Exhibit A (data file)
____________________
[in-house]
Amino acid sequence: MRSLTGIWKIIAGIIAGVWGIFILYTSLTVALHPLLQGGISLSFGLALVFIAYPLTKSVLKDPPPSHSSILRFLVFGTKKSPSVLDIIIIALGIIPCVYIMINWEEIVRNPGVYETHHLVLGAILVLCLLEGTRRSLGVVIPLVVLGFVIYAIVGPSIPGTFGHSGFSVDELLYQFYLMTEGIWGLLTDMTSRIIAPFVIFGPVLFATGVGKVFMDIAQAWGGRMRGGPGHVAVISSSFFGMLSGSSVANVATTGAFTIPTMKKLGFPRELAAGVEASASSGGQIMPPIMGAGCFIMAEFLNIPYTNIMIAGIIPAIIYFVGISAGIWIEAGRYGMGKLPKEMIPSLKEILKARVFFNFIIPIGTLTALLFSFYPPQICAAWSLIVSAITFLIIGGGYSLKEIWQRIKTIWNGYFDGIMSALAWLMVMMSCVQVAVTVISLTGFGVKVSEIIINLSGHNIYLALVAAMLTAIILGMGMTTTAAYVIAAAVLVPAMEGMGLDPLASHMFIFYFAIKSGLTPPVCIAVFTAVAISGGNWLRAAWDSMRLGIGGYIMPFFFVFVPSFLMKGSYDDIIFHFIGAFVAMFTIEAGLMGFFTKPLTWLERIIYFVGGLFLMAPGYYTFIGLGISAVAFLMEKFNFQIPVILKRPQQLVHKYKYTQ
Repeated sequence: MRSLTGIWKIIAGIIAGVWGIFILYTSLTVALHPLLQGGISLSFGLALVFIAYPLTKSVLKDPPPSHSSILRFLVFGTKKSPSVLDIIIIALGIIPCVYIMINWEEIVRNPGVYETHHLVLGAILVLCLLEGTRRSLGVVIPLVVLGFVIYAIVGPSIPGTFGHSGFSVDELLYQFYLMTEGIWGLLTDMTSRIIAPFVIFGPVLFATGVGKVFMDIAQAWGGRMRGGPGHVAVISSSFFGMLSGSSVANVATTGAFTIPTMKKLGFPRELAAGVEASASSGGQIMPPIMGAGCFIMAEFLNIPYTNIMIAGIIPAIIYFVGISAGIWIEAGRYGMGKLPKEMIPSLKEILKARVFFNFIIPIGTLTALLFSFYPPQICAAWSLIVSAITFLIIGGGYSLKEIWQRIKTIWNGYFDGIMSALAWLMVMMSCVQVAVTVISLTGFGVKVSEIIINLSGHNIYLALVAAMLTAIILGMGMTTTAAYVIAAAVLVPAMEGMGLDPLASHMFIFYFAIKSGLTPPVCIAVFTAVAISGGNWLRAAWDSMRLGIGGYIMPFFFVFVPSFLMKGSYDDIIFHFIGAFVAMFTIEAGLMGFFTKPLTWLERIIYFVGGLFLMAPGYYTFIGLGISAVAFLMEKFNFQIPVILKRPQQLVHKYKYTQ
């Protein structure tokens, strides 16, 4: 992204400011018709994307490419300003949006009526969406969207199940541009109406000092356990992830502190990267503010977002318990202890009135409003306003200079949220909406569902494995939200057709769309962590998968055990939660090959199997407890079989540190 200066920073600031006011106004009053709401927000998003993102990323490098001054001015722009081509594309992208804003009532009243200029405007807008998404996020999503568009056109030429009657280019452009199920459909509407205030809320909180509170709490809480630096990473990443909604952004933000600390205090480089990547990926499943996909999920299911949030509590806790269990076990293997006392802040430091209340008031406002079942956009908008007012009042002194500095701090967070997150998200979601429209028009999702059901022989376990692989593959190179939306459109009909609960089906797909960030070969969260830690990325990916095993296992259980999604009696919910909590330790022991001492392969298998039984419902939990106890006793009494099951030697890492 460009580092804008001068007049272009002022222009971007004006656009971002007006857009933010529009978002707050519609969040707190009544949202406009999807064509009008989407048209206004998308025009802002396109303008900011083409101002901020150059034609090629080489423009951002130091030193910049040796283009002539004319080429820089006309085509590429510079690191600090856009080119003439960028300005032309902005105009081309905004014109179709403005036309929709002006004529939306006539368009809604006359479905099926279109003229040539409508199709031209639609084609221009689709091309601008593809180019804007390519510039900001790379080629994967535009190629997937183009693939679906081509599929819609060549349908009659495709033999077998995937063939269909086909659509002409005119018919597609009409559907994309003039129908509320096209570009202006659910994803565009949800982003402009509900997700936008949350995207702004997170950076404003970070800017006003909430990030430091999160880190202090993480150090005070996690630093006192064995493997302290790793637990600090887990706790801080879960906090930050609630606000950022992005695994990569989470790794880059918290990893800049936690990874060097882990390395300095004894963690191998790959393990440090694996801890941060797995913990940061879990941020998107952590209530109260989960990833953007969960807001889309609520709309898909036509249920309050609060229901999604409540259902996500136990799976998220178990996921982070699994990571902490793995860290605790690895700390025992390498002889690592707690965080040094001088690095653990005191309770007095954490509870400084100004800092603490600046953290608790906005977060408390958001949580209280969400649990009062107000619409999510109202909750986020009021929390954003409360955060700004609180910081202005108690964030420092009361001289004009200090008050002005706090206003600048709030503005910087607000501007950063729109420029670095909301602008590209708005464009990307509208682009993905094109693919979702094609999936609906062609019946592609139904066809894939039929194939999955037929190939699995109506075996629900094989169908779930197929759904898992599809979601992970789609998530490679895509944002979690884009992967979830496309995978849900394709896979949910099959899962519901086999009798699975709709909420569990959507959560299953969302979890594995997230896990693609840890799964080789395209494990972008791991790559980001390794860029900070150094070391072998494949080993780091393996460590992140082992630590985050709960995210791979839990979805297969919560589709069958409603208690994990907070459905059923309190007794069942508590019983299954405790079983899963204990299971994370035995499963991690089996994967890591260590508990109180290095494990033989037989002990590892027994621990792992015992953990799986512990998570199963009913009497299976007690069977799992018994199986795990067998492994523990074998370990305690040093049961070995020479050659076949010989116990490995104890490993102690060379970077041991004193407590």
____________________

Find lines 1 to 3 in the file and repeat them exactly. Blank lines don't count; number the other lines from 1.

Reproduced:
[in-house]
Amino acid sequence: MRSLTGIWKIIAGIIAGVWGIFILYTSLTVALHPLLQGGISLSFGLALVFIAYPLTKSVLKDPPPSHSSILRFLVFGTKKSPSVLDIIIIALGIIPCVYIMINWEEIVRNPGVYETHHLVLGAILVLCLLEGTRRSLGVVIPLVVLGFVIYAIVGPSIPGTFGHSGFSVDELLYQFYLMTEGIWGLLTDMTSRIIAPFVIFGPVLFATGVGKVFMDIAQAWGGRMRGGPGHVAVISSSFFGMLSGSSVANVATTGAFTIPTMKKLGFPRELAAGVEASASSGGQIMPPIMGAGCFIMAEFLNIPYTNIMIAGIIPAIIYFVGISAGIWIEAGRYGMGKLPKEMIPSLKEILKARVFFNFIIPIGTLTALLFSFYPPQICAAWSLIVSAITFLIIGGGYSLKEIWQRIKTIWNGYFDGIMSALAWLMVMMSCVQVAVTVISLTGFGVKVSEIIINLSGHNIYLALVAAMLTAIILGMGMTTTAAYVIAAAVLVPAMEGMGLDPLASHMFIFYFAIKSGLTPPVCIAVFTAVAISGGNWLRAAWDSMRLGIGGYIMPFFFVFVPSFLMKGSYDDIIFHFIGAFVAMFTIEAGLMGFFTKPLTWLERIIYFVGGLFLMAPGYYTFIGLGISAVAFLMEKFNFQIPVILKRPQQLVHKYKYTQ
Repeated sequence: MRSLTGIWKIIAGIIAGVWGIFILYTSLTVALHPLLQGGISLSFGLALVFIAYPLTKSVLKDPPPSHSSILRFLVFGTKKSPSVLDIIIIALGIIPCVYIMINWEEIVRNPGVYETHHLVLGAILVLCLLEGTRRSLGVVIPLVVLGFVIYAIVGPSIPGTFGHSGFSVDELLYQFYLMTEGIWGLLTDMTSRIIAPFVIFGPVLFATGVGKVFMDIAQAWGGRMRGGPGHVAVISSSFFGMLSGSSVANVATTGAFTIPTMKKLGFPRELAAGVEASASSGGQIMPPIMGAGCFIMAEFLNIPYTNIMIAGIIPAIIYFVGISAGIWIEAGRYGMGKLPKEMIPSLKEILKARVFFNFIIPIGTLTALLFSFYPPQICAAWSLIVSAITFLIIGGGYSLKEIWQRIKTIWNGYFDGIMSALAWLMVMMSCVQVAVTVISLTGFGVKVSEIIINLSGHNIYLALVAAMLTAIILGMGMTTTAAYVIAAAVLVPAMEGMGLDPLASHMFIFYFAIKSGLTPPVCIAVFTAVAISGGNWLRAAWDSMRLGIGGYIMPFFFVFVPSFLMKGSYDDIIFHFIGAFVAMFTIEAGLMGFFTKPLTWLERIIYFVGGLFLMAPGYYTFIGLGISAVAFLMEKFNFQIPVILKRPQQLVHKYKYTQ